The alternative to the metro is the local buses, which each year host thousands of passengers and whose lines are managed by the SPT company, which will take you wherever you want.

Finally, we have the taxi, obviously, the most comfortable way to get around, but also the most expensive ever (Uber service is still available).

What to see in Glasgow

Capital of design and culture, Glasgow is certainly a place to discover, full of interesting attractions, museums, and art galleries that make all fans dream.

A futuristic and avant-garde city, totally re-evaluated by tourists who actually choose it and are pleasantly surprised.

Here is a list of what to see in Glasgow during your stay here:

Glasgow Cathedral, one of the city’s ancient buildings, in English Gothic style, with a suggestive medieval atmosphere. Do not miss the monumental cemetery behind the cathedral and a visit to the tomb of St. Mungo, now the patron saint of the Scottish city;

Burrell Collection, an original collection that ranges from Chinese ceramics to Etruscan terracotta, up to Greek sculptures and which includes, within it, many works by French, Flemish, Dutch and German artists;

Science Center, the perfect place for the little ones but also for those who love to explore, discover and observe the world with different eyes. Futuristic and super technological, the Science Center has over 300 interactive attractions inside, which embrace the sectors of science and space and take the tourist on a real journey that leaves you speechless;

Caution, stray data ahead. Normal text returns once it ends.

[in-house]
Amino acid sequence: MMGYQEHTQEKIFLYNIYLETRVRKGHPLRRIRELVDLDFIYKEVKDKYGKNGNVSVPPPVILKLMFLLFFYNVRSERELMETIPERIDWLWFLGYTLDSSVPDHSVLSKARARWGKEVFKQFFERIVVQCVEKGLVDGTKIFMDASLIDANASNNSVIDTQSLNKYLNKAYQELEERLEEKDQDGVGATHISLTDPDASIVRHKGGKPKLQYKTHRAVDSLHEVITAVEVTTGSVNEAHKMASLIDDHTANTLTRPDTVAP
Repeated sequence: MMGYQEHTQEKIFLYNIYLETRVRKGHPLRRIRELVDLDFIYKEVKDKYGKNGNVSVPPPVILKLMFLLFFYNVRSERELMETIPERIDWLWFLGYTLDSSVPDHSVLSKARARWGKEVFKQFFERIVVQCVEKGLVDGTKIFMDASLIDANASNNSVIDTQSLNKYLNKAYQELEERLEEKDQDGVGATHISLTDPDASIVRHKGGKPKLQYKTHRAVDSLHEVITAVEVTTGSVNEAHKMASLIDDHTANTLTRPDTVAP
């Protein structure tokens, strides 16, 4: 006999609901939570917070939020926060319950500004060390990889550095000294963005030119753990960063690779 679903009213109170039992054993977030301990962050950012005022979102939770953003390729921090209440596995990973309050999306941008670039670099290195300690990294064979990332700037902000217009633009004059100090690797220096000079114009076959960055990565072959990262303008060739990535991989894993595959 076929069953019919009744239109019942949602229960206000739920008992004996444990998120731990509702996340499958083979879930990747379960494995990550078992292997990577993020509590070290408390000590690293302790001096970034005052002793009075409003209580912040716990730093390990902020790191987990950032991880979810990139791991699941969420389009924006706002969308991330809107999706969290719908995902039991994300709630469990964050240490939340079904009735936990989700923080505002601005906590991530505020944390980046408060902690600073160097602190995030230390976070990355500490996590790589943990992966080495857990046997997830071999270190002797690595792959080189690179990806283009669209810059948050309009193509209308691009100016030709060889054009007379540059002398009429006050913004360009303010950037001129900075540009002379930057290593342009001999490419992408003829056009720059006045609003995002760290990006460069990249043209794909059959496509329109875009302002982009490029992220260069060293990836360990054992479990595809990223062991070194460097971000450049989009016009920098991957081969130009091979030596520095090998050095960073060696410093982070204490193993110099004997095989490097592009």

Riverside Museum,  an ultra-modern building, which houses a collection of historic vehicles and cutting-edge interactive exhibits;

Kelvingrove,  the civic museum of Glasgow in Scotland, located in Argyle Street, in the West End, on the banks of the River Kelvin, inside which it is possible to find works by Botticelli and Salvador Dalì;

Scottish Opera and Scottish Ballet,  respectively a classical theater and dance company, famous all over the world;

George Square, a  square named after King George III and dating back to 1781, where you can admire the statues of some famous Scottish characters.

Lighthouse,  emblem of the Art and Design of the city of Glasgow, designed in 1895 by Charles Rennie Mackintosh;